Every year, the state of Maine spends millions of dollars building or improving public buildings and on public works projects. Each of these projects requires the state to buy materials and hire labor to do the work, using our tax dollars. But right now, many of these dollars go out of state, or out of the country, as the state awards projects and buys materials from the lowest bidder, with little consideration about what is best for our communities in the long term. To help make sure Maine businesses and workers – and all Maine people – are getting the biggest benefit from these public projects, Senate President Troy Jackson, D-Allagash, has introduced the Buy American, Build Maine Act. I’m a proud cosponsor of this bill, and I’m excited to share why.
The bill has two main parts. First, it requires the state to buy most of its manufactured goods, like steel and cement, from American companies. This is good policy that’s already in place for many federal projects. It supports American manufacturing jobs, keeps our dollars circulating here at home, and it avoids supporting some of the dubious business practices allowed in other parts of the world. Labor and environmental standards are often more stringent in America than they are overseas, a fact that allows some companies to manufacture their products at a much lower cost than American companies can. While we can and must do better to protect our workers and our environment here at home, the fact is that buying American manufactured goods is a win-win all around.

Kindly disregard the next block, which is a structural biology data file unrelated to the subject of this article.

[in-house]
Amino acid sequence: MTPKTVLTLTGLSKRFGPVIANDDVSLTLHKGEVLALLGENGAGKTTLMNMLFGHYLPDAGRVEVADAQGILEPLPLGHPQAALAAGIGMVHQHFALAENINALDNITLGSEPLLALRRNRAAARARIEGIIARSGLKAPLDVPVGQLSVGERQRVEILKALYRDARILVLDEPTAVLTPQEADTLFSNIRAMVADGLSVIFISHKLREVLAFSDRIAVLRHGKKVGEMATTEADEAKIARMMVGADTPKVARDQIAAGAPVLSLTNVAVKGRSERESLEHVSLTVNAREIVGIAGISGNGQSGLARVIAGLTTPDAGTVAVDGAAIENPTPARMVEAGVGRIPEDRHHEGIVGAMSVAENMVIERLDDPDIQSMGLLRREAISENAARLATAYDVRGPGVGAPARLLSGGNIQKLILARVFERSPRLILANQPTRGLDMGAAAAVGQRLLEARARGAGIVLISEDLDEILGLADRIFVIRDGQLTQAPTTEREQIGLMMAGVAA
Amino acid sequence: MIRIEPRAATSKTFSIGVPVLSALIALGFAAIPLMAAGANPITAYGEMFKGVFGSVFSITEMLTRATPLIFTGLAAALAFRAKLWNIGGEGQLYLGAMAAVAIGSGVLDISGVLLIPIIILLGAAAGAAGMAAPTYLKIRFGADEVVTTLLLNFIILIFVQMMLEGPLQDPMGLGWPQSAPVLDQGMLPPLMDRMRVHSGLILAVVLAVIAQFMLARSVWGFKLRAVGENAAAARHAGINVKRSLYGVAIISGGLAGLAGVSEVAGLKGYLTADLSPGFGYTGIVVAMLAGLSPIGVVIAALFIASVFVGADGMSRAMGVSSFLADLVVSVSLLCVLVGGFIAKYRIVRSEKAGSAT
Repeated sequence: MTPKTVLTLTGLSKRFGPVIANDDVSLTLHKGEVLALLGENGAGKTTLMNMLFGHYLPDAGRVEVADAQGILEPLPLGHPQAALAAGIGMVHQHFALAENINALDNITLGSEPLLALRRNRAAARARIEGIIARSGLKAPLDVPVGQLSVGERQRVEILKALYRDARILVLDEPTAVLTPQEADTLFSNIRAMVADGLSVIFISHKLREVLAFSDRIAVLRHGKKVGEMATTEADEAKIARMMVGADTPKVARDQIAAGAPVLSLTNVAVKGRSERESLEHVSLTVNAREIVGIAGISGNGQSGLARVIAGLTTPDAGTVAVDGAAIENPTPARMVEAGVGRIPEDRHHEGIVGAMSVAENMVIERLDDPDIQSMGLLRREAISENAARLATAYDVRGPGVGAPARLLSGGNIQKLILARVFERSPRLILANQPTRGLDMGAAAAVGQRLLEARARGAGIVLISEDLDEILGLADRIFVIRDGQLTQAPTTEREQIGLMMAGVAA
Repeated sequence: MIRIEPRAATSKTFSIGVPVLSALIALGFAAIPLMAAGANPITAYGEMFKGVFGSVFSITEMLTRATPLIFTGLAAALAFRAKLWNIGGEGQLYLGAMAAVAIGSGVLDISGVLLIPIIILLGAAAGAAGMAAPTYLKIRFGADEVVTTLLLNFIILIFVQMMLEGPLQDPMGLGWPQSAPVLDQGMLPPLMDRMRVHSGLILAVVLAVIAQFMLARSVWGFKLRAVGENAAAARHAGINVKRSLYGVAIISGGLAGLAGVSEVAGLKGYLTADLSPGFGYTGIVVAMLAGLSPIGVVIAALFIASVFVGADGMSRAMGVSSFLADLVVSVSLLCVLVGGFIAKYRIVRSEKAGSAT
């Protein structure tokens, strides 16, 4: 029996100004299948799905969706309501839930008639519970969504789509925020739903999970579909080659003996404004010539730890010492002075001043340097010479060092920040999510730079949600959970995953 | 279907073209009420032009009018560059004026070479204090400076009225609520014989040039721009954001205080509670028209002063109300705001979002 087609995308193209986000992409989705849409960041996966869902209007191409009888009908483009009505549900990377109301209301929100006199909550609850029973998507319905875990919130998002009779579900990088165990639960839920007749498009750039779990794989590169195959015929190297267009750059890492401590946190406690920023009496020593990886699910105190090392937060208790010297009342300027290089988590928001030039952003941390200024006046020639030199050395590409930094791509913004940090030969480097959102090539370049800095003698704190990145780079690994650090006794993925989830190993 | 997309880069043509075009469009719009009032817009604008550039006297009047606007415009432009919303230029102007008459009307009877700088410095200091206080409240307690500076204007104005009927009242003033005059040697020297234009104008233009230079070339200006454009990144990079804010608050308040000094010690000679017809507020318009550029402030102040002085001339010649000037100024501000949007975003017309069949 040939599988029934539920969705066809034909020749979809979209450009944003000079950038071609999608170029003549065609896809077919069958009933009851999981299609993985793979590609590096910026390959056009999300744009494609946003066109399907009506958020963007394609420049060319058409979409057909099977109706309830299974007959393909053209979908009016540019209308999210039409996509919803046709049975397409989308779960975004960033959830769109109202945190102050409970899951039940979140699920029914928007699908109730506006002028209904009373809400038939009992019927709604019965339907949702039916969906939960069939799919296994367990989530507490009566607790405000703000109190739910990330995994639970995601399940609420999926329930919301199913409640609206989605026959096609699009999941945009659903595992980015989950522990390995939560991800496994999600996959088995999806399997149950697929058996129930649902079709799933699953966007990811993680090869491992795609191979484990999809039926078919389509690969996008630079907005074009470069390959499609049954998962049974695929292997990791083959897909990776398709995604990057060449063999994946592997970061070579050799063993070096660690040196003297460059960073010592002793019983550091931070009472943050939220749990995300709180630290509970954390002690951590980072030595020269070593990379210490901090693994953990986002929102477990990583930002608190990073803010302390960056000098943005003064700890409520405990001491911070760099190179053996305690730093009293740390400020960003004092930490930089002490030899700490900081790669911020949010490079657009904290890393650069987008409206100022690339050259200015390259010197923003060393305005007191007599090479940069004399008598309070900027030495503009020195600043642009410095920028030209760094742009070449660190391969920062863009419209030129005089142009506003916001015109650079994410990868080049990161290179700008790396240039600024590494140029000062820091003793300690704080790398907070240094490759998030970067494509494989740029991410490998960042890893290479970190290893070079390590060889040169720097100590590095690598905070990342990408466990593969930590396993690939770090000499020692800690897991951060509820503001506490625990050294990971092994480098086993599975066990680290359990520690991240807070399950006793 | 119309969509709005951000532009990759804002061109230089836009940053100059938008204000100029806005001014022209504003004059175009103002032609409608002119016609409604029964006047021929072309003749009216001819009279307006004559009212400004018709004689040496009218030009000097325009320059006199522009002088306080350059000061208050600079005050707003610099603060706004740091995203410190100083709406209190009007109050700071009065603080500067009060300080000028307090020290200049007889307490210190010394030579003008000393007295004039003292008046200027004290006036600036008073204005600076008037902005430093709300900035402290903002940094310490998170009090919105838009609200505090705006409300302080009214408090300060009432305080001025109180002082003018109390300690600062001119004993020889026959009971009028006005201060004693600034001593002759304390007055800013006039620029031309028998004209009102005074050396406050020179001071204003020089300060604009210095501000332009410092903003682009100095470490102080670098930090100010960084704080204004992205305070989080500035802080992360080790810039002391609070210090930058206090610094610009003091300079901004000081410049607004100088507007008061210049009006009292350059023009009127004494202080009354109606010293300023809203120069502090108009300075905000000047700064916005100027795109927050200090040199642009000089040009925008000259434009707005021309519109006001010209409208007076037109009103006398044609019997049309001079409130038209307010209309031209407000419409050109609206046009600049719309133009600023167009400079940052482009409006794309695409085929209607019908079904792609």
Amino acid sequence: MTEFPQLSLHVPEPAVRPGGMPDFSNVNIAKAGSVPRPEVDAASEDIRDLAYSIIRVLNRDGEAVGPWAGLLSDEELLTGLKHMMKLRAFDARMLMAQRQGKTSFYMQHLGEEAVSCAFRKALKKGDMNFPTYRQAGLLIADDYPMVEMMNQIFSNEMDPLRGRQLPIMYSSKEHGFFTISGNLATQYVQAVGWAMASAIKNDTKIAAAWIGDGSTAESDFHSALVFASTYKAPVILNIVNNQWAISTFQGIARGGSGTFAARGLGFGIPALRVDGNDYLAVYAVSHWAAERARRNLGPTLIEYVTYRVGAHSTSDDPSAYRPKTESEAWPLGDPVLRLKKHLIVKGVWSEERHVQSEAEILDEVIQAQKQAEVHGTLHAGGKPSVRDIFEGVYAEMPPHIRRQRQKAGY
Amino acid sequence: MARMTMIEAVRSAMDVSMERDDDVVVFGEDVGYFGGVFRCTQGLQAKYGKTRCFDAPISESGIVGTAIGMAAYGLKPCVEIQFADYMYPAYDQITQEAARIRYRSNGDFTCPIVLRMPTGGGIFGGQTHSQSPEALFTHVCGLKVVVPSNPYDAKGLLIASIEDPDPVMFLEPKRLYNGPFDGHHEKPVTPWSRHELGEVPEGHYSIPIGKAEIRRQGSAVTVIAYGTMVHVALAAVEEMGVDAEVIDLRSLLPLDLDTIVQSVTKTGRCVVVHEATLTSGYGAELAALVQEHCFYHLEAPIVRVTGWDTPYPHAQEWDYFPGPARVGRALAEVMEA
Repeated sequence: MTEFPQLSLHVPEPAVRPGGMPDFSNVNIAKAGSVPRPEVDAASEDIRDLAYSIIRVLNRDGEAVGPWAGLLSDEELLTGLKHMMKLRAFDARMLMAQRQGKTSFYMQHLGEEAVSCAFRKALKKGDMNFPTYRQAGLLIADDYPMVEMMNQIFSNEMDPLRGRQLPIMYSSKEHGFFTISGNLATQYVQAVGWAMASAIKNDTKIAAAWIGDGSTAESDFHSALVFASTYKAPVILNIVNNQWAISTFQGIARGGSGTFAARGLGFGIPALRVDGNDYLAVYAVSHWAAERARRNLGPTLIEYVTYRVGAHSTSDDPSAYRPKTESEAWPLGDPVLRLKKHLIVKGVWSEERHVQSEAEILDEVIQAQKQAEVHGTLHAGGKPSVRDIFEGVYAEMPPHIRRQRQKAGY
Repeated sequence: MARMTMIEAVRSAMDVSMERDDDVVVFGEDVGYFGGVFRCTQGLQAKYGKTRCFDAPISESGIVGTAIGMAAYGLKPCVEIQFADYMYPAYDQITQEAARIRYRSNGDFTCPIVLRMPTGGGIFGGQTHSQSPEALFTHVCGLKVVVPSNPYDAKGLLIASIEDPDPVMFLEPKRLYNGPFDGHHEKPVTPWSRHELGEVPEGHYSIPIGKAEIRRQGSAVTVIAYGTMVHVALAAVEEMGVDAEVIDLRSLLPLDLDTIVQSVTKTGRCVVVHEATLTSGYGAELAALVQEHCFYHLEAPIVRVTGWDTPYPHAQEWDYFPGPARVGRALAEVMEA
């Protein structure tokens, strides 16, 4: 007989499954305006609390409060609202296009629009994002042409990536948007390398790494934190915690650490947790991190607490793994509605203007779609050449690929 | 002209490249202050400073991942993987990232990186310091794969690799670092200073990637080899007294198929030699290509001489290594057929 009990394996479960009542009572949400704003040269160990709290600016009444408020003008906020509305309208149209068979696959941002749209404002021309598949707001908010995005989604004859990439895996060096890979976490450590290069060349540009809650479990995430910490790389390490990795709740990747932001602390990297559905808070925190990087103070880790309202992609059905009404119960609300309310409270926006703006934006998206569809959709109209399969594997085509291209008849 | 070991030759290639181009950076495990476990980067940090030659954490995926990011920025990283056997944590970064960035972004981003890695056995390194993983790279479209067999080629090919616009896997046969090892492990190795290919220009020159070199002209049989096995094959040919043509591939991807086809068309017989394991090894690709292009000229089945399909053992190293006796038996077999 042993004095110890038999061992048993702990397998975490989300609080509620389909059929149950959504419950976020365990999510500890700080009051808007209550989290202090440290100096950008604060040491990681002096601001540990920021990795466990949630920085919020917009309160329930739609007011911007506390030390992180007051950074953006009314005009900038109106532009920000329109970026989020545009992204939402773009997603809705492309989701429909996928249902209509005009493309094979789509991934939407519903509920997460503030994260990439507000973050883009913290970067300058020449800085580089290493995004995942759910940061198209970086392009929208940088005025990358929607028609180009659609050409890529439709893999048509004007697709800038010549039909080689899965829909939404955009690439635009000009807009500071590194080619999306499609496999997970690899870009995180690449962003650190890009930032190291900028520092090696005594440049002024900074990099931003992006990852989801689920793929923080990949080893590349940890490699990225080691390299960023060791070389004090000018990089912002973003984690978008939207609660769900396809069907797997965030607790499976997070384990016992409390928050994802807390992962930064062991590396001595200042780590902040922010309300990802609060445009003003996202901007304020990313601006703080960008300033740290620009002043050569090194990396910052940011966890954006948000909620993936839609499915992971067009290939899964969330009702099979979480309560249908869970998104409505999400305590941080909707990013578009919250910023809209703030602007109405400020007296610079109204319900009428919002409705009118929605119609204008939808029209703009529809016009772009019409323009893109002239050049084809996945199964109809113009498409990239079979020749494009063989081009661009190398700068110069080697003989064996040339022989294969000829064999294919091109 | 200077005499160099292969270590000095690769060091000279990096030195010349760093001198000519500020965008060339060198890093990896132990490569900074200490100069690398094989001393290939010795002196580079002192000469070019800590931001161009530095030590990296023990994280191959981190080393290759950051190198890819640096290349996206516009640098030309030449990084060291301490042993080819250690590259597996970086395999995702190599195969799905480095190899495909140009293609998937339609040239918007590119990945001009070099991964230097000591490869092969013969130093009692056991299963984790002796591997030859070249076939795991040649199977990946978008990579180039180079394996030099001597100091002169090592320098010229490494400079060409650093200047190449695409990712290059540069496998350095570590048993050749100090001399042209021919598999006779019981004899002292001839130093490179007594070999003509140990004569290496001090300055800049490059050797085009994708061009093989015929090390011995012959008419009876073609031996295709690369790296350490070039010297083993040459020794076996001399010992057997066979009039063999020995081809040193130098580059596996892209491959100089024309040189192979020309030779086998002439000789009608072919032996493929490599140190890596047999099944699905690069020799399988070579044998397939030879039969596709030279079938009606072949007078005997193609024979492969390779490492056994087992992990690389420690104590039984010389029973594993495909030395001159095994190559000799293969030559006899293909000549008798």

The second part of the bill – the Build Maine part – requires the state to give Maine companies and workers a fair chance of being awarded state contracts. Right now, if an out-of-state company outbids a Maine company by just pennies, the Maine company loses out. While this might seem like the most responsible use of your tax dollars, consider that those dollars of yours are leaving the state, and not coming back. When we hire out-of-state companies and labor, those jobs aren’t being filled by your family, friends and neighbors. Your neighborhood company isn’t getting the chance to grow and in turn invest their tax money in the community. When a Maine company and an out-of-state company submit substantially similar bids, this bill requires the state to pick the Maine company. When an out-of-state company bids just slightly less than an in-state company, the in-state company must be given the opportunity to match that lower price before losing out.
Maine is a small business state, which is something we should all be proud of and grateful for. When we support Maine small businesses, we get so much in return. Small businesses support our schools and community organizations, they give our communities character, and they are invested in and tied to every Mainer’s success. We often talk about the importance of buying local, especially around the holidays. We know it’s the right thing to do; it keeps our tax dollars local and circulating in our communities. We now need to make sure we’re doing that at every level. Especially as our small businesses and workers recover from the pandemic, they deserve our support, and they deserve policies that give them the opportunity to do the work that needs doing in their own backyards.
These policies are about giving American manufacturers and Maine companies and workers the chance to succeed. When work needs to be done in our communities, the community members funding that work with their tax dollars should have the chance to do it. By adopting the Buy American, Build Maine Act, we can lift up Maine and American companies, build a business-friendly state, and invest in the success of our communities in the long term.
If you have a story or a perspective on this to share, I would love to hear it. If I can help you or your family in any other way, please never hesitate to reach out. You can email me at Chloe.Maxmin@legislature.maine.gov, call my cell phone at (207) 200-6224, sign up for my newsletter at mainesenate.org, or follow me on Facebook at facebook.com/ChloeForSenate, even if you don’t have a Facebook account yourself.